Aug 15, 2023 - Politics

Trump grand jury decision came faster than predicted

Fulton County Superior Court Judge Robert McBurney receives documents from County Court Clerk Che Alexander. Photo: Megan Varner/Getty Images

Atlanta residents and people across the country spent Monday hovered over their phones and computers, anxiously waiting to hear if a Fulton County grand jury would indict former President Donald Trump and his associates on charges related to their alleged efforts to overturn the 2020 election in Georgia.

Driving the news: Grand jury proceedings moved quicker than anticipated, with the courthouse staying open well beyond normal operating hours on Monday in order to deliver the indictments before the day was over — and without hearing from all of the witnesses who were subpoenaed to testify.

  • The documents were presented to Fulton County Superior Court Judge Robert McBurney around 9pm and handed off to the court clerk to be uploaded into the system for public consumption.
  • Around 11pm, the indictment appeared online.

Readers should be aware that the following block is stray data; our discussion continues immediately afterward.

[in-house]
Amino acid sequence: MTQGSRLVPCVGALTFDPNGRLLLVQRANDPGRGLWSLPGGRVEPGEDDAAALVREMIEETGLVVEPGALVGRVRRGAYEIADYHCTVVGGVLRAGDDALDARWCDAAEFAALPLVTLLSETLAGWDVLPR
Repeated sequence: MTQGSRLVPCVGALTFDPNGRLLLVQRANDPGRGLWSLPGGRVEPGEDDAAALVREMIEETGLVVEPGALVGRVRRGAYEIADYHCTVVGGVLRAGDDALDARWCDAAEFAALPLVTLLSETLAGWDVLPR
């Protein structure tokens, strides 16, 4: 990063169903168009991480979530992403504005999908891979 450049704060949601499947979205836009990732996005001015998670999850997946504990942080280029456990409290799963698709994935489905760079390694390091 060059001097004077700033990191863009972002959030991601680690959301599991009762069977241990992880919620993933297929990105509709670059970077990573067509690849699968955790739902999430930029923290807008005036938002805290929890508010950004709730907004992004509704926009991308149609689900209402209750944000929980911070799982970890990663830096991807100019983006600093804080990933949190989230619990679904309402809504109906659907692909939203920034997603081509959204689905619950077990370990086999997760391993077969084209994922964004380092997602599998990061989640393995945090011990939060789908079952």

Former Lt. Gov. Geoff Duncan appeared before the grand jury yesterday, despite being originally scheduled to testify today, the AJC reports.

  • Duncan told reporters following his testimony that the investigation should serve as a "pivot point" for Republicans in the state. The former president warned Duncan, who has been openly critical of Trump's false election claims, not to testify.
  • Former state representative Bee Nguyen, former state senator Jen Jordan and Gabriel Sterling, the chief operating officer for the Secretary of State's Office, all appeared in court yesterday.

Quick take: The anticipation of a decision reverberated across the city when a document spelling out potential charges against Trump appeared briefly on the Fulton County clerk of courts' website.

  • That led some journalists to proclaim that Trump had been charged, but the document was quickly removed from the website.

The intrigue: Trump's possible trial could likely be televised in Georgia, as state law requires proceedings be filmed with the approval of a judge, Axios' Ivana Saric reports.

  • Under Georgia's rules, the public could be able to watch Trump's potential arraignment — as well as an entire potential criminal trial, per NBC News.

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